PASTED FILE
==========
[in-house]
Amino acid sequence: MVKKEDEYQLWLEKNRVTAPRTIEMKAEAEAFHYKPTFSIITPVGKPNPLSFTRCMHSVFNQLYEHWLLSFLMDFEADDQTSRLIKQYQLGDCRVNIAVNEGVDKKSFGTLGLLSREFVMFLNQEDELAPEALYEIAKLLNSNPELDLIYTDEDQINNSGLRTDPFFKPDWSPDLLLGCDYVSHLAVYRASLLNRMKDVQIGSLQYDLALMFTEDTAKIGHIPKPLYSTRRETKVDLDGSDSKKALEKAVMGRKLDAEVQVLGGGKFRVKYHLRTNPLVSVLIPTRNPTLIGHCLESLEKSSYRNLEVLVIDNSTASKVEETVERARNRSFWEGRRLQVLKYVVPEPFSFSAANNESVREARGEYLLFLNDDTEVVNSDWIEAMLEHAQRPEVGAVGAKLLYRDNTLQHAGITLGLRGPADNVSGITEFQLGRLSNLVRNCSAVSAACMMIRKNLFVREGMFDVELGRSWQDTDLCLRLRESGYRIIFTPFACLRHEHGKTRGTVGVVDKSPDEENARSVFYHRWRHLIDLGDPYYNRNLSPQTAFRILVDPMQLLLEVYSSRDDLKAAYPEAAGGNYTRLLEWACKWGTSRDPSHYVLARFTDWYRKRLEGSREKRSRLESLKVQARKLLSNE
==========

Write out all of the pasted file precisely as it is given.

[in-house]
Amino acid sequence: MVKKEDEYQLWLEKNRVTAPRTIEMKAEAEAFHYKPTFSIITPVGKPNPLSFTRCMHSVFNQLYEHWLLSFLMDFEADDQTSRLIKQYQLGDCRVNIAVNEGVDKKSFGTLGLLSREFVMFLNQEDELAPEALYEIAKLLNSNPELDLIYTDEDQINNSGLRTDPFFKPDWSPDLLLGCDYVSHLAVYRASLLNRMKDVQIGSLQYDLALMFTEDTAKIGHIPKPLYSTRRETKVDLDGSDSKKALEKAVMGRKLDAEVQVLGGGKFRVKYHLRTNPLVSVLIPTRNPTLIGHCLESLEKSSYRNLEVLVIDNSTASKVEETVERARNRSFWEGRRLQVLKYVVPEPFSFSAANNESVREARGEYLLFLNDDTEVVNSDWIEAMLEHAQRPEVGAVGAKLLYRDNTLQHAGITLGLRGPADNVSGITEFQLGRLSNLVRNCSAVSAACMMIRKNLFVREGMFDVELGRSWQDTDLCLRLRESGYRIIFTPFACLRHEHGKTRGTVGVVDKSPDEENARSVFYHRWRHLIDLGDPYYNRNLSPQTAFRILVDPMQLLLEVYSSRDDLKAAYPEAAGGNYTRLLEWACKWGTSRDPSHYVLARFTDWYRKRLEGSREKRSRLESLKVQARKLLSNE